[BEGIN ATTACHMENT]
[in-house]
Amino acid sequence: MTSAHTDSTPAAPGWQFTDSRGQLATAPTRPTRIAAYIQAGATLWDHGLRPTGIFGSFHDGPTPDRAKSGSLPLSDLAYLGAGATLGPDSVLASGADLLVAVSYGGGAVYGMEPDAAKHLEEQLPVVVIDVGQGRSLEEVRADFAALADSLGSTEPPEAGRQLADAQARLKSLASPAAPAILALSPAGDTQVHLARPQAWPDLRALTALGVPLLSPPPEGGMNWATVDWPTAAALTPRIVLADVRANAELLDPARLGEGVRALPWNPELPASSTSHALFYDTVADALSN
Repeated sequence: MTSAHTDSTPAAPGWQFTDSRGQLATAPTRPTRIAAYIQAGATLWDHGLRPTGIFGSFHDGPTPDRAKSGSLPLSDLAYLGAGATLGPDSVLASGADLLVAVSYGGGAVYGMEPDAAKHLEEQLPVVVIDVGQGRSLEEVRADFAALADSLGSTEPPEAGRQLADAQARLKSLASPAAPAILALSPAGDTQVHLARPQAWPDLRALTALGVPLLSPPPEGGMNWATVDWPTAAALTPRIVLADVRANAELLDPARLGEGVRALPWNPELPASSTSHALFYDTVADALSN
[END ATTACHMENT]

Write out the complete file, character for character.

[in-house]
Amino acid sequence: MTSAHTDSTPAAPGWQFTDSRGQLATAPTRPTRIAAYIQAGATLWDHGLRPTGIFGSFHDGPTPDRAKSGSLPLSDLAYLGAGATLGPDSVLASGADLLVAVSYGGGAVYGMEPDAAKHLEEQLPVVVIDVGQGRSLEEVRADFAALADSLGSTEPPEAGRQLADAQARLKSLASPAAPAILALSPAGDTQVHLARPQAWPDLRALTALGVPLLSPPPEGGMNWATVDWPTAAALTPRIVLADVRANAELLDPARLGEGVRALPWNPELPASSTSHALFYDTVADALSN
Repeated sequence: MTSAHTDSTPAAPGWQFTDSRGQLATAPTRPTRIAAYIQAGATLWDHGLRPTGIFGSFHDGPTPDRAKSGSLPLSDLAYLGAGATLGPDSVLASGADLLVAVSYGGGAVYGMEPDAAKHLEEQLPVVVIDVGQGRSLEEVRADFAALADSLGSTEPPEAGRQLADAQARLKSLASPAAPAILALSPAGDTQVHLARPQAWPDLRALTALGVPLLSPPPEGGMNWATVDWPTAAALTPRIVLADVRANAELLDPARLGEGVRALPWNPELPASSTSHALFYDTVADALSN